Shamanism: Traditional and Contemporary Approaches to the Mastery of Spirits and Healing

Shamanism: Traditional and Contemporary Approaches to the Mastery of Spirits and Healing

Shamanism: Traditional and Contemporary Approaches to the Mastery of Spirits and Healing

Shamanism: Traditional and Contemporary Approaches to the Mastery of Spirits and Healing

Synopsis

Pristine shamanism in Greenland is examined and the ambivalent nature of the shaman and the spirit world in the tough Arctic environment is then contrasted with the more benign attitude to shamanism in the New Age.

Excerpt

When I decided to write on the shaman, I was aware that I was venturing into a difficult and very sensitive area of research. Although there had been an explosion of interest during the previous two decades in the role of the shaman in the West and numbers of books of various depth had appeared, I still felt that my special area of interest, the Greenlandic shaman or angakkoq, was not usually represented in the literature on shamanism which was available in English. I therefore set myself the task of writing on the Greenlandic shaman utilising some sources that had only appeared in Danish.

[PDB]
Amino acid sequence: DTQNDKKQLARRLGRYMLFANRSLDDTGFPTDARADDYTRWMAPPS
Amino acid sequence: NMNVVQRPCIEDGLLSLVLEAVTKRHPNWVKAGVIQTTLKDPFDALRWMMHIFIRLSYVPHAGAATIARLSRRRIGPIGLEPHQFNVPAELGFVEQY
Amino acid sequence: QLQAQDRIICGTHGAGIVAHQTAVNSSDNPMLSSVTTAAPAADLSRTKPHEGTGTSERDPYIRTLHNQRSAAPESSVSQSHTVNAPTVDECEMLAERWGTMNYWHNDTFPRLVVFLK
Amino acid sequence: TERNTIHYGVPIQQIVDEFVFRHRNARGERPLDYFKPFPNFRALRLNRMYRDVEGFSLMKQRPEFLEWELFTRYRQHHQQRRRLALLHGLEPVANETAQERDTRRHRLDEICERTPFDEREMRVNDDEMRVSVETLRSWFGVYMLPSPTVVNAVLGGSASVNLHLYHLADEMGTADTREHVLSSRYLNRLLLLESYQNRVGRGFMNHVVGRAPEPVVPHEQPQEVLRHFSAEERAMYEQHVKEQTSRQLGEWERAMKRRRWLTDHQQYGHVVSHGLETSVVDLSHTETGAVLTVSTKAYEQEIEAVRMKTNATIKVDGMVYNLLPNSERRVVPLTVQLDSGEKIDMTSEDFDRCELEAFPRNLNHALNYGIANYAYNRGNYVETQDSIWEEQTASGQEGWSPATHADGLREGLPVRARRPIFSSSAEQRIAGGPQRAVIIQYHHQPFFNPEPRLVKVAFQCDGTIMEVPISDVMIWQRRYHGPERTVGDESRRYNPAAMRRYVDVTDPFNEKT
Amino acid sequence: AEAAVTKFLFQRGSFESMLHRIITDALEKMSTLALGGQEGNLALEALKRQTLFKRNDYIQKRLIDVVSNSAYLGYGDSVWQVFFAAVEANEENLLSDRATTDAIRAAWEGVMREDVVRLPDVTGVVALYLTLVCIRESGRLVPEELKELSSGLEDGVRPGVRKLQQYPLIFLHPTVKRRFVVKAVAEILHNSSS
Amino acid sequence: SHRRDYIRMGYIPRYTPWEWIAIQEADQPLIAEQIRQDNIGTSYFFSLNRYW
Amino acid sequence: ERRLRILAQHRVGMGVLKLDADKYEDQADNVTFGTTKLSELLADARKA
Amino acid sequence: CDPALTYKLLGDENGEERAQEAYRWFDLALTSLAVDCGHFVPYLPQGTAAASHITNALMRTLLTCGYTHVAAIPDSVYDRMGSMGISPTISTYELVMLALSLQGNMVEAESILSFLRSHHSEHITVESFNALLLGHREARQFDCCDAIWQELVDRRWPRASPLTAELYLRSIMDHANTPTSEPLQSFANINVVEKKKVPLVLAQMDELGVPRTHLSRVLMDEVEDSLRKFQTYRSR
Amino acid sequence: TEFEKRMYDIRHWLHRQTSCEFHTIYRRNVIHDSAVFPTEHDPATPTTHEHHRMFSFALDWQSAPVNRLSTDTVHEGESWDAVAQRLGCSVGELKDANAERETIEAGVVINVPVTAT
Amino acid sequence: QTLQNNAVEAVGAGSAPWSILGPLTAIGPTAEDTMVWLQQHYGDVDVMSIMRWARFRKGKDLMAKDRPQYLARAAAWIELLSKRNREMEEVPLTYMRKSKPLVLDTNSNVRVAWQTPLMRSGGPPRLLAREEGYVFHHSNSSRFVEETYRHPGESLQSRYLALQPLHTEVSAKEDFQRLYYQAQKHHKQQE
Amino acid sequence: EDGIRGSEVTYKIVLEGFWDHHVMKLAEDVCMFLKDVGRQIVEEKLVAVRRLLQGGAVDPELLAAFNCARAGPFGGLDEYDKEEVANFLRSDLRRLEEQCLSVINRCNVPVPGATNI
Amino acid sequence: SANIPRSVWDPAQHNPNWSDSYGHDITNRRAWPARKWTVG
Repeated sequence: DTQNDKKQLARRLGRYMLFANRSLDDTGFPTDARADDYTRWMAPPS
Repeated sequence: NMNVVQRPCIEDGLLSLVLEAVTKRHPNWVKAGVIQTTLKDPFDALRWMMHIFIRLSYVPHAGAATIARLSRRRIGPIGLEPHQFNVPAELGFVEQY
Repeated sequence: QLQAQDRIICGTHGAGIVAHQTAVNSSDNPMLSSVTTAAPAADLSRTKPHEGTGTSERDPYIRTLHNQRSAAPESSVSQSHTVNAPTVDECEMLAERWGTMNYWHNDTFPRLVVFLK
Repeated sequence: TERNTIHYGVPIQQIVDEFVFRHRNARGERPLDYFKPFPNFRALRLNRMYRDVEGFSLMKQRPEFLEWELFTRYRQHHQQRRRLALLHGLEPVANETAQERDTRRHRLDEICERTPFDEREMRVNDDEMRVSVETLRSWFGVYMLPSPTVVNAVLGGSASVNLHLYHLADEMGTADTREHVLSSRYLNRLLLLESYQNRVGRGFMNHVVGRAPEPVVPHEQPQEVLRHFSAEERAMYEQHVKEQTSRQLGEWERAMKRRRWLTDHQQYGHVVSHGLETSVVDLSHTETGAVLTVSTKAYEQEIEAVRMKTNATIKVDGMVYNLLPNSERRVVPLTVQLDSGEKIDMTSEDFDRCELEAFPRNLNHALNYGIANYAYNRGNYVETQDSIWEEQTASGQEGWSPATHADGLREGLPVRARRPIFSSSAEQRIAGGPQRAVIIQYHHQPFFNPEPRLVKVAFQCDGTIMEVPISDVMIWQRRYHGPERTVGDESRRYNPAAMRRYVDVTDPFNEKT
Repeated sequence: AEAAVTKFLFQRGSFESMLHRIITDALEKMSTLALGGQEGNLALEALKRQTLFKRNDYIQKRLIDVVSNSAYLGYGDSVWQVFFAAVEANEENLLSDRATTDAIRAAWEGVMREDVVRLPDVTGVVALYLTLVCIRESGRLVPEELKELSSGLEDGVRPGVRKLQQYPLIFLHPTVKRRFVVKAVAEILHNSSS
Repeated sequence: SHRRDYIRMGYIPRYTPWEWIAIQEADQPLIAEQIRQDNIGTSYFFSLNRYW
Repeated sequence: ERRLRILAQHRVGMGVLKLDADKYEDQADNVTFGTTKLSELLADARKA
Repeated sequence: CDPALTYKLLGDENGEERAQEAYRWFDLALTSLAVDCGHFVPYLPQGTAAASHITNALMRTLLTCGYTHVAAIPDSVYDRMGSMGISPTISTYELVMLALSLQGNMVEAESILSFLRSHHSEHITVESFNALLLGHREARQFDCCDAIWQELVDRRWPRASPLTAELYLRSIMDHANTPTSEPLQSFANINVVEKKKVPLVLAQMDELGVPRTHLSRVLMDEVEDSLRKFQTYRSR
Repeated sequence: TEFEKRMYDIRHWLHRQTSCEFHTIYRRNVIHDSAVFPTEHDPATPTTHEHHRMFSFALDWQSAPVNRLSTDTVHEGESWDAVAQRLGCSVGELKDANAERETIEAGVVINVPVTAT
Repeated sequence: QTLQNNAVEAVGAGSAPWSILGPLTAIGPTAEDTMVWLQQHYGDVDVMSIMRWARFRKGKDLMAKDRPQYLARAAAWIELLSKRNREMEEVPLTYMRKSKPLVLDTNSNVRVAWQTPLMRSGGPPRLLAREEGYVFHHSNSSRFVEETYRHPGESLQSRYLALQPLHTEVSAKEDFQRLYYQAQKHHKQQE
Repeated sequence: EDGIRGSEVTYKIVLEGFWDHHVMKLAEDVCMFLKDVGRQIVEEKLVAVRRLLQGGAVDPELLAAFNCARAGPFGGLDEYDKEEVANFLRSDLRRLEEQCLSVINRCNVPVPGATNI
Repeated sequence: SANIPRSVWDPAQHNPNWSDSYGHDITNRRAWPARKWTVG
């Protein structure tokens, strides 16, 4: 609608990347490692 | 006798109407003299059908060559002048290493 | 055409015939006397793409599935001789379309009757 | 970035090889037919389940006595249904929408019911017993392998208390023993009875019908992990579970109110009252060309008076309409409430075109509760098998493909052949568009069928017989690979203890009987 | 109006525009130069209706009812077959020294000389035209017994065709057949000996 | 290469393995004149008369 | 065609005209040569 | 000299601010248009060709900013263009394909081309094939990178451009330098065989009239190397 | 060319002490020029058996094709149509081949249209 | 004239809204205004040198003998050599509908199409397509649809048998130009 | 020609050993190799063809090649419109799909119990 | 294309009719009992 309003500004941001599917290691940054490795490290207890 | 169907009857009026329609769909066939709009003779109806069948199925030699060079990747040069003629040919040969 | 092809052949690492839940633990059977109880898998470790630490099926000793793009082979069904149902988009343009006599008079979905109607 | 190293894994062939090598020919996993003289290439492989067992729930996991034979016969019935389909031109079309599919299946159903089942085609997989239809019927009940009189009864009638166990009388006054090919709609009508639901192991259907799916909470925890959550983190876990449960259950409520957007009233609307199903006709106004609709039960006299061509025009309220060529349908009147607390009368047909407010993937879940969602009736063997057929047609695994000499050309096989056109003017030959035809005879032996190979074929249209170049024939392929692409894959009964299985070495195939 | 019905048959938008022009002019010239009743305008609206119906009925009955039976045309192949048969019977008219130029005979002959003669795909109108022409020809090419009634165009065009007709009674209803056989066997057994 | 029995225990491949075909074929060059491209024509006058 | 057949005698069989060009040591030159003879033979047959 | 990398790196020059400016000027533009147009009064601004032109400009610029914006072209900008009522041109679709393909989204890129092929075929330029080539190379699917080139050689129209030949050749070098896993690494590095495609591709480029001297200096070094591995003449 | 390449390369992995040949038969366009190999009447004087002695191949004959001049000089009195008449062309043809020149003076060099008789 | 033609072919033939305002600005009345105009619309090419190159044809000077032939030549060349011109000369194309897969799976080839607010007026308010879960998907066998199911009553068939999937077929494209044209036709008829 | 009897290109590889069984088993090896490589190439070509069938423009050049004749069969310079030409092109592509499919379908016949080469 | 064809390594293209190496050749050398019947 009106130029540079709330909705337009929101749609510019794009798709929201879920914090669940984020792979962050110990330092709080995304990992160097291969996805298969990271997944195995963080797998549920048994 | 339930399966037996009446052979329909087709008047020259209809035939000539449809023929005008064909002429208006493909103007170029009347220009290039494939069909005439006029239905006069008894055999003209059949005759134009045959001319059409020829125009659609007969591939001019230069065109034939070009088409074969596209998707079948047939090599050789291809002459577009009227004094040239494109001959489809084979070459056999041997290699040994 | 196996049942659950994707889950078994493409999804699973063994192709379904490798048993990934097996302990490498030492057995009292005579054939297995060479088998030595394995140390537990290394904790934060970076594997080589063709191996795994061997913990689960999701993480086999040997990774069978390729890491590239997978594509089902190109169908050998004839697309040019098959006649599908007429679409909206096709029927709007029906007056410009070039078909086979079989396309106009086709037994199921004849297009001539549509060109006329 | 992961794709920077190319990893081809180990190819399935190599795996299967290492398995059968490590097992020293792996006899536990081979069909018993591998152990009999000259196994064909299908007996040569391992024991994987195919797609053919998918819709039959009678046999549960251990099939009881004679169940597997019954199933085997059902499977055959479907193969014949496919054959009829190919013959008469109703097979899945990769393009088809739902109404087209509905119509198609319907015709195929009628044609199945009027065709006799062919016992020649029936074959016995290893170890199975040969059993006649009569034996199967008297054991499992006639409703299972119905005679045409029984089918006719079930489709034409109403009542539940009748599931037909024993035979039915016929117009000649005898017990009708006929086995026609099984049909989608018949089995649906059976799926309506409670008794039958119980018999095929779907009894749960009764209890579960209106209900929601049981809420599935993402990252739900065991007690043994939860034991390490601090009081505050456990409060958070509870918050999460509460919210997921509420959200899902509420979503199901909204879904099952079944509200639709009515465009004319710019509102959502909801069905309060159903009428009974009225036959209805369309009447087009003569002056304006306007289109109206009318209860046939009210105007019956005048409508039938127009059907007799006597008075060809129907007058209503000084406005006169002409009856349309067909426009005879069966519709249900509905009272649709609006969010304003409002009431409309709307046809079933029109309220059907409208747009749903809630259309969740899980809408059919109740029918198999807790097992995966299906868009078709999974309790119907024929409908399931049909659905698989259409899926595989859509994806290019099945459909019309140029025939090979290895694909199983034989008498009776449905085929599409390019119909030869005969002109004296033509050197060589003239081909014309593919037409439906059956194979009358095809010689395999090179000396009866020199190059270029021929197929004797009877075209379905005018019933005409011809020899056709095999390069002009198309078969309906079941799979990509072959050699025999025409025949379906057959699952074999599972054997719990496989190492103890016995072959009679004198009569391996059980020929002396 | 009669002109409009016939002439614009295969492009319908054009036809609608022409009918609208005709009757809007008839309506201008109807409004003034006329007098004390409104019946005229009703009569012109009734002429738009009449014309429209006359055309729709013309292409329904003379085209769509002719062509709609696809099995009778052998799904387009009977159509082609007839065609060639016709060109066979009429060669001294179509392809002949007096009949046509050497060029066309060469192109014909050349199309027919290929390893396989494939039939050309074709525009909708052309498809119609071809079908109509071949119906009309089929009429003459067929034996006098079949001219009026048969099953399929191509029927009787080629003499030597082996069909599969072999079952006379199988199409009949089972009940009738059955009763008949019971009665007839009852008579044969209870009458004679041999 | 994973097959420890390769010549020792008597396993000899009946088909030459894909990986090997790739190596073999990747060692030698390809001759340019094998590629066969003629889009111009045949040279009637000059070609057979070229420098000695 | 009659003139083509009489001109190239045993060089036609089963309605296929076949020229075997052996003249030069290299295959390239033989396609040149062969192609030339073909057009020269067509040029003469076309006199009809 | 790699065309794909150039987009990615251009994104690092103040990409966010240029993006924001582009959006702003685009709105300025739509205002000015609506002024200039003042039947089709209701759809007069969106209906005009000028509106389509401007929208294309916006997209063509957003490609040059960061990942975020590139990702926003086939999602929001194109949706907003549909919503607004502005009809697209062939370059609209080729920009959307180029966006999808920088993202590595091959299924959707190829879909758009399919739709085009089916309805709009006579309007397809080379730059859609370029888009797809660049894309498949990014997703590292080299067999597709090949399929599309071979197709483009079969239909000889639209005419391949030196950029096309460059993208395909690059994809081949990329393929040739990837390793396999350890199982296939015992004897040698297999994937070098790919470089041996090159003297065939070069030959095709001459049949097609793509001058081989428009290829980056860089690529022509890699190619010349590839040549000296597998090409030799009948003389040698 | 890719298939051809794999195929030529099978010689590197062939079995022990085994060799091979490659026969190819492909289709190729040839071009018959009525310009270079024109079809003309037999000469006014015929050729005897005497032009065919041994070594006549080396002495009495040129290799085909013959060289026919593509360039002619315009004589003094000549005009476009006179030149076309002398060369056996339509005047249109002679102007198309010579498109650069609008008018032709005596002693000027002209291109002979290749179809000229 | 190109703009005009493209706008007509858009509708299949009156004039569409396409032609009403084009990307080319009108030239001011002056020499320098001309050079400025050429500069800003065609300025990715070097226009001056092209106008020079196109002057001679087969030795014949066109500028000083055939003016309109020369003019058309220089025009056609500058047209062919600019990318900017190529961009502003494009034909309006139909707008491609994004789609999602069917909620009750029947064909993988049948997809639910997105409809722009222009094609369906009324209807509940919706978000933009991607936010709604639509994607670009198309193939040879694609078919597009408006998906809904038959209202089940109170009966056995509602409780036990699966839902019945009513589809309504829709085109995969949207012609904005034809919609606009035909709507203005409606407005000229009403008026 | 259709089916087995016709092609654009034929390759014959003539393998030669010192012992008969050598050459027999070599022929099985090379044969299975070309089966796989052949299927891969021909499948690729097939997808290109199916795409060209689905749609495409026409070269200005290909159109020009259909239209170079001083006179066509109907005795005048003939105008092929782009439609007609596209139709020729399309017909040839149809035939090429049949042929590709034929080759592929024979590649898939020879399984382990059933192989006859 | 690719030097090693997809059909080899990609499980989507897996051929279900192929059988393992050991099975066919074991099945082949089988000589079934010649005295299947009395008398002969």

To capture the nature of the angakkoq is a challenge. What is available is a variety of sources produced by narrators who describe not only the behaviour of different angakkut but also voice their own 'approach' to the angakkoq and his relationship to the spirit world. I have, however, used descriptions that I hope through their diversity of opinions on the role of the angakkoq ultimately draw a picture of this mediator between his society and the world of the spirits.

My interest in the traditional Greenlandic belief system started with a chance visit to the Tukâk theatre in 1980. This theatre, situated on the rough west coastline of Jutland in Denmark, was created with the intention of educating young Greenlandic actors and helping them to re-establish contact with their roots, the traditional beliefs in spirits, and the mythology, but in a form that was a mixture of those old traditions and the experiences of the young Greenlander in the modern Westernised society that Greenland, in many ways, had become. As far as I have been able to establish, however, traditional shamanism has not been revived in Greenland.

The attempt of the Tukâk theatre to present a different kind of spirituality was an eye-opener to me. Participating in some of the theatre's courses, I became highly interested in Greenlandic . . .

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